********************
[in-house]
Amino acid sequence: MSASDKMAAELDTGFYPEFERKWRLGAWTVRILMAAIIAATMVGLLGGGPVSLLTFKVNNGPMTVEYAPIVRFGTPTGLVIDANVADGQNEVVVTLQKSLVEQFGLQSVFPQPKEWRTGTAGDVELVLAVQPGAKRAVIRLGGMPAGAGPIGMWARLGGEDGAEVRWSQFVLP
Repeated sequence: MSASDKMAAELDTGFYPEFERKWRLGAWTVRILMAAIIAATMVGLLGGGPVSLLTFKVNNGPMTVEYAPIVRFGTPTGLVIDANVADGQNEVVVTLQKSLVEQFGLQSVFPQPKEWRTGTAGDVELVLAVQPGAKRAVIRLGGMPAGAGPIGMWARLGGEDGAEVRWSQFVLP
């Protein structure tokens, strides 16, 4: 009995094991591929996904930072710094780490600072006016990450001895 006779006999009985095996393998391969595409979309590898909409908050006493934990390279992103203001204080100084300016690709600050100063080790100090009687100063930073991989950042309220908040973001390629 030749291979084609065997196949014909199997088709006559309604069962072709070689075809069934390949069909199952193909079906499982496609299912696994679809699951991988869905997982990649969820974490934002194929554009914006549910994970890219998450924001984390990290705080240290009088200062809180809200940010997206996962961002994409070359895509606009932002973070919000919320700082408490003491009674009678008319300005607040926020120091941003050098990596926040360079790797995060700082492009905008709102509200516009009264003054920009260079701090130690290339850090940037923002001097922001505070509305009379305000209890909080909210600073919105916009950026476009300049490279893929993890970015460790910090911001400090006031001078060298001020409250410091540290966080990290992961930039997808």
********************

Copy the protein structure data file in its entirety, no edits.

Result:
[in-house]
Amino acid sequence: MSASDKMAAELDTGFYPEFERKWRLGAWTVRILMAAIIAATMVGLLGGGPVSLLTFKVNNGPMTVEYAPIVRFGTPTGLVIDANVADGQNEVVVTLQKSLVEQFGLQSVFPQPKEWRTGTAGDVELVLAVQPGAKRAVIRLGGMPAGAGPIGMWARLGGEDGAEVRWSQFVLP
Repeated sequence: MSASDKMAAELDTGFYPEFERKWRLGAWTVRILMAAIIAATMVGLLGGGPVSLLTFKVNNGPMTVEYAPIVRFGTPTGLVIDANVADGQNEVVVTLQKSLVEQFGLQSVFPQPKEWRTGTAGDVELVLAVQPGAKRAVIRLGGMPAGAGPIGMWARLGGEDGAEVRWSQFVLP
């Protein structure tokens, strides 16, 4: 009995094991591929996904930072710094780490600072006016990450001895 006779006999009985095996393998391969595409979309590898909409908050006493934990390279992103203001204080100084300016690709600050100063080790100090009687100063930073991989950042309220908040973001390629 030749291979084609065997196949014909199997088709006559309604069962072709070689075809069934390949069909199952193909079906499982496609299912696994679809699951991988869905997982990649969820974490934002194929554009914006549910994970890219998450924001984390990290705080240290009088200062809180809200940010997206996962961002994409070359895509606009932002973070919000919320700082408490003491009674009678008319300005607040926020120091941003050098990596926040360079790797995060700082492009905008709102509200516009009264003054920009260079701090130690290339850090940037923002001097922001505070509305009379305000209890909080909210600073919105916009950026476009300049490279893929993890970015460790910090911001400090006031001078060298001020409250410091540290966080990290992961930039997808």